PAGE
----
Theatre Review: Back to The Future – the Musical, Manchester Opera House
Somewhere far along the event horizon, every last hit 80s movie will have been adapted into a stage show – presumably the day they announce Police Academy: The Musical. This new live theatre incarnation of Back to the Future, assembled by most of its original creators and now making its world debut at the Manchester Opera House, was perhaps inevitable and it could easily have been underwhelming. Gratifyingly, then, it’s actually a hugely enjoyable helping of chrononautical hokum, crammed with the sorts of songs that gleefully rhyme “flux capacitor” with “what I’ve been searching for”.
A grand, lavish production, it combines ingenious staging with a story that largely cleaves close to its big screen source. It remains the story of a frustrated youth, Marty McFly, travelling back in time to meet his parents in their schooldays and thereby shape his own destiny. Some canny decisions have been made along the way – it’s shorn of those shooty Libyans, for one – but the central ickyness is still present and correct, albeit tastefully handled. Only rarely does it play fast and loose with the original. It’s marbled through with familiar elements – lines of dialogue, sound effects, musical cues – and it’s particularly slavish when it comes to casting and performance. For the most part, the leads deliver performances close to carbon-copy impersonations of the film’s cast. In particular, as Marty McFly, Olly Dobson seems close to shouting “Tonight, Matthew, I’m going to be Michael J. Fox”. That’s less effective than Hugh Coles and Rosanna Hyland as Marty’s parents George and Lorraine, who look and sound like the spitting image of Crispin Glover and Lea Thompson but with just enough looseness and fun to inject a little something extra, too.
The real stand-out is Broadway mainstay Roger Bart, who makes for a marvellous, charismatic Doc Brown, at once like and yet quite unlike Christopher Lloyd’s interpretation. If he’s not actually having the time of his life in this role, Kraftwerk-inspired musical number and all, he’s giving an excellent impression of it.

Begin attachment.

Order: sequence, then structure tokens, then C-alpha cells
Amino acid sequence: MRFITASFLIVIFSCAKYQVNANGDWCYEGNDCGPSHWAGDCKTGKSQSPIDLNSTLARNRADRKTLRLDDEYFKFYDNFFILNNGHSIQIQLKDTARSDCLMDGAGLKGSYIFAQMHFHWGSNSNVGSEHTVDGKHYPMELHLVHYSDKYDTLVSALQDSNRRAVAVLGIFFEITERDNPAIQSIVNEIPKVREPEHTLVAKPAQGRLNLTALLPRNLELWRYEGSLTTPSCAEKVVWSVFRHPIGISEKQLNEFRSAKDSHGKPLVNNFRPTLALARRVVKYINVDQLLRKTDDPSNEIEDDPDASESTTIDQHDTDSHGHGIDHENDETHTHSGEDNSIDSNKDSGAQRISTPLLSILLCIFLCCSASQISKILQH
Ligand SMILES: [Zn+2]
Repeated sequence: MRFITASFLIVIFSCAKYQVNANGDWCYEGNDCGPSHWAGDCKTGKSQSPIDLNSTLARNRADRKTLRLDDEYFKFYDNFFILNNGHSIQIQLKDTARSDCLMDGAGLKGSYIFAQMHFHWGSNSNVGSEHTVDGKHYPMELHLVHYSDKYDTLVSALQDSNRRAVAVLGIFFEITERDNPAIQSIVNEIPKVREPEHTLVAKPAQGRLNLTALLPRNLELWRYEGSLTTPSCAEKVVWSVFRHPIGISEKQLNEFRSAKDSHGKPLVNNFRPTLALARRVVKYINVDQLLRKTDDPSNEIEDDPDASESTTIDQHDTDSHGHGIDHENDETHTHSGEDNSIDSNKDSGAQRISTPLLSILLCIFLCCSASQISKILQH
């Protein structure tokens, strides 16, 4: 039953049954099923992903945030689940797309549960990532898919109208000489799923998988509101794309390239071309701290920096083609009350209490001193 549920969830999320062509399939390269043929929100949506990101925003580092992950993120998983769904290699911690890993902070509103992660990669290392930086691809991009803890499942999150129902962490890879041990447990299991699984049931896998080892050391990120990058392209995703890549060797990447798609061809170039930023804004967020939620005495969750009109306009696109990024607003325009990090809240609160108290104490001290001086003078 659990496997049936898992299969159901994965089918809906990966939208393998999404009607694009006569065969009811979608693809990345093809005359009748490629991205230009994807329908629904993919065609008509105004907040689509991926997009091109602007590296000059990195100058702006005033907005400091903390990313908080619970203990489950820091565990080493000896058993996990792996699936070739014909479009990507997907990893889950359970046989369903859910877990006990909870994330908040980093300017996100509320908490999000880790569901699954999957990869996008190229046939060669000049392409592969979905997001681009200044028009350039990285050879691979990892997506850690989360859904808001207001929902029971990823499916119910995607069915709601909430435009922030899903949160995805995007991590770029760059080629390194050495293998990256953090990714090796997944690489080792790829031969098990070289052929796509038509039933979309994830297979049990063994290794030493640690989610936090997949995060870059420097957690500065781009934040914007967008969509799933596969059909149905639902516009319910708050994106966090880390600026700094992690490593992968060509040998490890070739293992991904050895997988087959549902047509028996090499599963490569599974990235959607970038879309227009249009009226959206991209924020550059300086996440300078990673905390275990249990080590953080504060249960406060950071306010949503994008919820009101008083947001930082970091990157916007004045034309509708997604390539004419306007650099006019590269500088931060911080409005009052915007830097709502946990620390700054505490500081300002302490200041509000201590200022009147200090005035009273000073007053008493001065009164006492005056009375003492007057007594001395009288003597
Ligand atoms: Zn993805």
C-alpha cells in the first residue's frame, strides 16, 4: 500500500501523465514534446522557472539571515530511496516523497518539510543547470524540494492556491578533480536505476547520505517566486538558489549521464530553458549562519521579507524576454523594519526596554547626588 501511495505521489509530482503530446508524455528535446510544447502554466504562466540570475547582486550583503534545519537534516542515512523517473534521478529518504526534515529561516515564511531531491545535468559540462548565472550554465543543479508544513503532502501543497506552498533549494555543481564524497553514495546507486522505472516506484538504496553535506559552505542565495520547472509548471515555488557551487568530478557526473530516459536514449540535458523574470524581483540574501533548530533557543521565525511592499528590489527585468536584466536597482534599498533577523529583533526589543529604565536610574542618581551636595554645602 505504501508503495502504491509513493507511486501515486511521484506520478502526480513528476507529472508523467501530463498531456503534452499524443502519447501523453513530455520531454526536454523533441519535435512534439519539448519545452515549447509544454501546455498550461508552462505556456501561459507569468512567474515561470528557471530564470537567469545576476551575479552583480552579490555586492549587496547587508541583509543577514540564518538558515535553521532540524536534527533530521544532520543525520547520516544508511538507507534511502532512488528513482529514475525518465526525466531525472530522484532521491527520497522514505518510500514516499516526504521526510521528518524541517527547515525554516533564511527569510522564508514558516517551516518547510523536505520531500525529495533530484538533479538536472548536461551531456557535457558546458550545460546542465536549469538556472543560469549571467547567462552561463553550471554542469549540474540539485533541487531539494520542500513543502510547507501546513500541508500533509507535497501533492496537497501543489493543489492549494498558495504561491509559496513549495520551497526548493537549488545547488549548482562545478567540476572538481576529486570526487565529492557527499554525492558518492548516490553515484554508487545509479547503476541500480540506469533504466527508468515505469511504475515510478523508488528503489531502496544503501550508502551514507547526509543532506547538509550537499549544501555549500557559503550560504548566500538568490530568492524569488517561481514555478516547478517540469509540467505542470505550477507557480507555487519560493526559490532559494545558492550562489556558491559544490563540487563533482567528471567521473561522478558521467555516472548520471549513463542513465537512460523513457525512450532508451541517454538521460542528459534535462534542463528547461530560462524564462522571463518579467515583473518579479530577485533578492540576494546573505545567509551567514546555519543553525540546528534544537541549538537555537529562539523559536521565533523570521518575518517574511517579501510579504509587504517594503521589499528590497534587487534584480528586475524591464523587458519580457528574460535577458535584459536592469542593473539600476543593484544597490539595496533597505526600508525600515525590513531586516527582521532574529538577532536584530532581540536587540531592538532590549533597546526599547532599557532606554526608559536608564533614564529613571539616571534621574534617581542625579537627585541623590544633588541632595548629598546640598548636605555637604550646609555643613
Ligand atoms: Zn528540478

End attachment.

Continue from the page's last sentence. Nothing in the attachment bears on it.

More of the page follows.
At nearly three hours, the show is nevertheless almost frantically pacy, after a slightly saggy start. At times it could use more space to breathe, and possibly it’s a little over-stuffed with new songs. Though decent in quality, some hint at character depth and development that’s never followed through. The climax doesn’t quite sell the nail-biting peril as well as the film, but it certainly succeeds in being every bit as punch-the-air heartwarming. There are terrific set-pieces and some moments of genuinely impressive showmanship. It’s no surprise that the entire audience is on its feet by the final curtain.
Back to the Future: The Musical does precisely what it sets out to do, dishing out top-notch frothy stage entertainment suitable for all ages, though now with an extra layer of nostalgia – for the 80s as well as the 50s. In the bar during the interval, one young lady could be overheard remarking that she’d never seen the film, but was now worried that she’d be disappointed by it. Yes it’s enough to make you feel ancient, but she’s got a point. To quote one of the show’s new songs, it works.
Photos by Sean Ebsworth Barnes
Back to the Future: The Musical is at Manchester Opera House, until May 17, 2020. For ticket information, click here.
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Supported by funding from @HeritageFundUK, Betty’s Back! will explore James’s life and works in the context of the 1920s, when the portrait was painted, and will also reveal artwork by Betty Durden Green for the first time.